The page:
When a P-51 Chased a BF-109 Under the Eiffel Tower

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Flying a fighter plane through the Eiffel Tower only happens in the movies, right? Well, apparently not. This is the story of William Overstreet – the American pilot who flew his P-51B through the Eiffel Tower to chase a German Bf-109G.

A Daredevil At Heart

William “Bill” Overstreet Jr. enlisted in the US Army when the attack on Pearl Harbor occurred. He was picked for pilot training and would accumulate hours while flying the BT-13, T-6, and P-40s before being assigned to the 357th Fighter Group of the 363rd Squadron. Among his squadron mates was Chuck Yeager, famous for being the first pilot to break the sound barrier.

Bill was a daredevil; He would often surprise the farmers and sunbathers by doing loops around and over the Golden Gate Bridge during pilot training. 

Fighting In The War

Overstreet was assigned to the Ninth Air Force after he was declared combat-ready. Luckily for him, his group was also about to receive brand new P-51 Mustangs. 

Their group was highly recognized for their efforts in the war. During their bomber escort missions, the group destroyed twenty German fighters and strafed a large German airfield. 

Bill would routinely fly bomber escort missions into Germany, prompting him to name his beloved P-51 Mustang the “Berlin Express”.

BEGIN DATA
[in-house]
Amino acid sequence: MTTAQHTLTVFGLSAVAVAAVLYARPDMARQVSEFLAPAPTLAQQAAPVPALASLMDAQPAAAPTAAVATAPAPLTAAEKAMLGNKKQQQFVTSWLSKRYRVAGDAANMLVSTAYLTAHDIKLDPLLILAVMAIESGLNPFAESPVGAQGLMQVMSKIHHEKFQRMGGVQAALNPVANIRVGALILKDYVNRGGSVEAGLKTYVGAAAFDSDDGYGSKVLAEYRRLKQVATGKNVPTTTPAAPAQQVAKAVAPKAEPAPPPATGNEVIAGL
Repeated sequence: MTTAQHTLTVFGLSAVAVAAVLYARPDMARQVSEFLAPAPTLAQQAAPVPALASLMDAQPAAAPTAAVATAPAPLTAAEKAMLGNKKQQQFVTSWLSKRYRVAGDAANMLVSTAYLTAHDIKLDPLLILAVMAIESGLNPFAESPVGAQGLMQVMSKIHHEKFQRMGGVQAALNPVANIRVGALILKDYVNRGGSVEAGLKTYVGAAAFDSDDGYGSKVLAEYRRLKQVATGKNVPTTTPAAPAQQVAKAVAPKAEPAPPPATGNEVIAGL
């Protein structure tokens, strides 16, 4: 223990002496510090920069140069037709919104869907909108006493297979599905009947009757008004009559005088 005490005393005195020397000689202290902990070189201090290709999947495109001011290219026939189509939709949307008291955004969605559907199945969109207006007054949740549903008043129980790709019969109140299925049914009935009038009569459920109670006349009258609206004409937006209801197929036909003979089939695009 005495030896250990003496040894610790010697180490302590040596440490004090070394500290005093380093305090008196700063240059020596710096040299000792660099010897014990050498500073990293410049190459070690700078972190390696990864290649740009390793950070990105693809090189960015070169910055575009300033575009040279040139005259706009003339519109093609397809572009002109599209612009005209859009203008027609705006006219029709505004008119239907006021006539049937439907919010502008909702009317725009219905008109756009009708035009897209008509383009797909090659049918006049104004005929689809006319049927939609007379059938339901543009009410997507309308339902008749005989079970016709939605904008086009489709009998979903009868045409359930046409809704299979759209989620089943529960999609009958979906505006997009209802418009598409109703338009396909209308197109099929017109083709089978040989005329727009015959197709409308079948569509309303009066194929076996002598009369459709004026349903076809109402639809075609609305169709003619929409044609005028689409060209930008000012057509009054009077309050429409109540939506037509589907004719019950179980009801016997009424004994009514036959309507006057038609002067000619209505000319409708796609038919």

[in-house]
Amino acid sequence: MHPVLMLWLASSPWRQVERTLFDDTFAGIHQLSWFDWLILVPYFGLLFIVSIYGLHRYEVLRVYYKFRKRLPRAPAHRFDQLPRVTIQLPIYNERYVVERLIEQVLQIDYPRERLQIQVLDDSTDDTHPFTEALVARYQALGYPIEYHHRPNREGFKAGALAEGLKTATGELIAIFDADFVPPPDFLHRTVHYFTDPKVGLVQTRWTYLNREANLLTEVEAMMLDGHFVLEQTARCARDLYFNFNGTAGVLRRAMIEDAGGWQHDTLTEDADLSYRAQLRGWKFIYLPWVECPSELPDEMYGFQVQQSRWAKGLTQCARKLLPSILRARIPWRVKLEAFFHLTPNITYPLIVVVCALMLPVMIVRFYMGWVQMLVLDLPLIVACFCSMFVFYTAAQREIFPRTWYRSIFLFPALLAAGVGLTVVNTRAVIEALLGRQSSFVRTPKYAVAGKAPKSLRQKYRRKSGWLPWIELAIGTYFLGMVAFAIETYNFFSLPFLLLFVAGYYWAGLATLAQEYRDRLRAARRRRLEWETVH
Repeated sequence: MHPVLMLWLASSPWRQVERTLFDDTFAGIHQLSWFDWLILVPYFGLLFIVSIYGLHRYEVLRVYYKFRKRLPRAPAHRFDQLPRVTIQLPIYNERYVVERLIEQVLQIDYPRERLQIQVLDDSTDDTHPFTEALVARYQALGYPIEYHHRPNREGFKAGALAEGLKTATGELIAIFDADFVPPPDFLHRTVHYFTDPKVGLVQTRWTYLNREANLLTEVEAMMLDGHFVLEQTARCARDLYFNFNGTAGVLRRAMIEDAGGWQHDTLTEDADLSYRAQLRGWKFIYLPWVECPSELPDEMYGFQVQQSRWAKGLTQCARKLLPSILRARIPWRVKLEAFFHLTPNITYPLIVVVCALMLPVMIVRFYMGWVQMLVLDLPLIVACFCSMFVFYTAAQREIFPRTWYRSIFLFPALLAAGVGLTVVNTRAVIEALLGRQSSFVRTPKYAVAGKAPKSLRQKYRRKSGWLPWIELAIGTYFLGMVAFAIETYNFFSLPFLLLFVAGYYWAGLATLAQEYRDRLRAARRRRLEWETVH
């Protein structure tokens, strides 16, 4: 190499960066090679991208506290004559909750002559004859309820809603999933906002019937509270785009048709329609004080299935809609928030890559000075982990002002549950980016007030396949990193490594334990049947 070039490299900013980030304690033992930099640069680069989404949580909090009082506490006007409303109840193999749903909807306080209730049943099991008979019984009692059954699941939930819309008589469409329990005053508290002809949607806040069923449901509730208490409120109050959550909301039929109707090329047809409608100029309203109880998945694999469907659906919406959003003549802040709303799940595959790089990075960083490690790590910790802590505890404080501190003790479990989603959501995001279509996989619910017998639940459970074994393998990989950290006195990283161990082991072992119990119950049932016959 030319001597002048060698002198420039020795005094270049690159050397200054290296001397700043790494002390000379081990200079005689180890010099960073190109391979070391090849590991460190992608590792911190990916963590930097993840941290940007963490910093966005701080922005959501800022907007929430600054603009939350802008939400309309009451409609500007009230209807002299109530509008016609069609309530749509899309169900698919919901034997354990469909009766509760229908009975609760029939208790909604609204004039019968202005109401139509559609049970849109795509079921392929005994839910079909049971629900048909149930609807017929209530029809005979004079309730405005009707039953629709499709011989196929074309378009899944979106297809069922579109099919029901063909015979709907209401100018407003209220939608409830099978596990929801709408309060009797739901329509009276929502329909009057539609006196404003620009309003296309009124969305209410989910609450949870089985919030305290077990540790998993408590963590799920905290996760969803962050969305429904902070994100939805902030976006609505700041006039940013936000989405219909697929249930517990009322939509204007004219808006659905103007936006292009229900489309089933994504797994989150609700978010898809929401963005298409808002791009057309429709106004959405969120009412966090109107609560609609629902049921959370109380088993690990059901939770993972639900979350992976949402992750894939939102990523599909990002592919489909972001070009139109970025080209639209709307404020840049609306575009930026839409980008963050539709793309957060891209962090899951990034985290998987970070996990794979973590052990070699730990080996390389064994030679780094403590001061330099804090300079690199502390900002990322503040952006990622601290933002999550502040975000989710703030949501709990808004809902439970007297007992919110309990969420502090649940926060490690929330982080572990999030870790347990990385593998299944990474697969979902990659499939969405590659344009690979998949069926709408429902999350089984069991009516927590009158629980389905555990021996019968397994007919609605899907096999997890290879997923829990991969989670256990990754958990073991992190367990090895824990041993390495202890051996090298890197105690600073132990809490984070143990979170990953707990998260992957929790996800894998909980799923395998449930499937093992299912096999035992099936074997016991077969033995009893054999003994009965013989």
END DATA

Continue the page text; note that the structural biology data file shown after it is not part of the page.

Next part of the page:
Flying Through The Eiffel Tower

Overstreet and his group were on escort duty when they were approached by German fighters. The Germans tried to retreat, but a Bf-109 and Overstreet’s Berlin Express were already engaged in an intense dogfight.

The Bf-109 flew erratically, hoping to stave off the P-51’s unrelenting pursuit, with the help of anti-aircraft fire from below. However, Overstreet managed to land hits on the Bf-109’s engine and airframe, forcing the German pilot to do one last-ditch attempt to shake the Mustang.

Suddenly, the Bf-109 flew towards the Eiffel Tower and dove beneath, with the Berlin Express close behind it. Overstreet scored several more hits on the Bf-109 during the commotion, causing the aircraft to crash.

The brave daredevil somehow escaped German fire by ducking down over the closest river and following it until he was far away from Paris. The scene of him chasing and downing a German aircraft served as a morale booster for the French citizens and Resistance Fighters.

Rest Of The War

His close encounters didn’t stop there. On another bomber escort mission, Overstreet was hit by anti-aircraft artillery. He lost his oxygen supply and was semi-conscious for an hour and a half. Luckily, he was able to pilot his plane back to Leiston safely through muscle memory.

Overstreet continued to fly bomber escort and cargo escort missions for the remainder of the war. He would later fly eight missions during D-Day to support the Normandy Invasion.

Life After

William Overstreet taught military students in Florida after the war until he moved to Roanoke, Virginia to work for a CPA firm. He was awarded France’s highest military award, the Legion of Honour, at a ceremony held at the National D-Day Memorial on June 6, 2009. 

Unfortunately, Captain William Overstreet Jr. died in Roanoke, Virginia at the age of 92 on December 29, 2013.

May this legend rest in peace.